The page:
30+ years ago, I was supposed to have read a bunch of Hegel in school. At the time – 2nd semester senior year – we had just finished reading a bunch of Kant, worked through Einstein’s Special Theory, and done other intellectually hard things that I’ve purged from my mind as a sanity-preserving precaution. After having worked diligently through Kant’s Prolegemena to Any Future Metaphysics, and plowed less diligently through Practical and Pure Reason, I kinda sorta got burned out – and so made only the feeblest attempt at Hegel. It didn’t help that, about 10 pages in, I decided (like many philosophy students before me) that I hated Hegel with the burning passion of a thousand lighter-fluid-soaked copies of the Philosophy of History. While Kant is difficult because he is a bad writer, Hegel is difficult because, frankly, he chooses to be difficult. There’s no reason to use words like concrete, abstract, subjective, objective, content and so on in ways that are so different from and sometimes the virtual opposite of the way everybody else uses those terms.  And simple declarative sentences worked OK for Aristotle, Thomas and even, occasionally, Kant – there’s nothing about your ideas, Georg Wilhelm Friedrich, that couldn’t, at least once in a while, make use of them. So I’m in the awkward and intellectually untenable position of hating Hegel without ever having read him.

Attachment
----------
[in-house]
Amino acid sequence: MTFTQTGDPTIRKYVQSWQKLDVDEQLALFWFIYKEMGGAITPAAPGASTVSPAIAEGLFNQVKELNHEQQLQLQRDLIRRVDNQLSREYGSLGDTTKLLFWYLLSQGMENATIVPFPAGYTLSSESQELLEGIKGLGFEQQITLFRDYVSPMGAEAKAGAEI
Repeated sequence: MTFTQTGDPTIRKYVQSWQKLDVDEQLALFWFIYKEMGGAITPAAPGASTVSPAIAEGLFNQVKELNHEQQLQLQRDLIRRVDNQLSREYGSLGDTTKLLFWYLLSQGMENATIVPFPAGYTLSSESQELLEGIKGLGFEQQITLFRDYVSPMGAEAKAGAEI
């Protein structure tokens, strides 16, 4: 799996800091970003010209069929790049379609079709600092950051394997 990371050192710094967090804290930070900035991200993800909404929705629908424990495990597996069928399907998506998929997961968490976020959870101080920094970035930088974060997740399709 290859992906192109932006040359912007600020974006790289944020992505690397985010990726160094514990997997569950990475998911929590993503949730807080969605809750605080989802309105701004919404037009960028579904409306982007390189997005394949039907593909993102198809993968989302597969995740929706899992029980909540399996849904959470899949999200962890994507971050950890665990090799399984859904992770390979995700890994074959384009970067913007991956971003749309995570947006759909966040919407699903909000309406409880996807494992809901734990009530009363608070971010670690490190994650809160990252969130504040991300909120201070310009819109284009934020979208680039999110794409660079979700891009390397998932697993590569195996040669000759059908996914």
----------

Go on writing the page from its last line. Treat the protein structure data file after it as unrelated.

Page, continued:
So: Guilt. I’m reading Hegel now out of guilt. I went to the bookcases (we own a lot of bookcases) to see what Hegel we had on hand, and the first thing I found was an old cloth-bound Everyman edition called something like Introduction to Hegel – Selected Writings (don’t have it in front of me at the moment). Normally, I don’t read selections or abridgments, but I had to start somewhere and this one seemed OK, and I’m sure we have the full texts someplace for later.

So: starts with a 150 page selection from the Philosophy of History. Part the Second will reveal what I found. Stay tuned.

Daily Mass in Lent

We are very fortunate to have a lovely daily Mass at Parish C at 6:30 in the morning, early enough to attend and still get to work. There was a time when such a Mass was ubiquitous in America, but not any more, especially out in the ‘burbs.

One of the things I enjoy about this Mass is that the 30 or 40 people who attend every day look like a United Nations subcommittee, except with kids:  We’ve got several Latin American countries represented, the Philippines, an African nation or two, India, China, Europe and the US.

Also, the age spread is wonderful. We’ve got moms and dads, grandmas and granddads, some young adults and teenagers – our 2 girls come with us – and even some kids once in a while – if our 7-year old is awakened by the 4 of us getting ready, he’ll tag along. Sure, he falls asleep on the chairs pretty quick once we get there, but he’s there.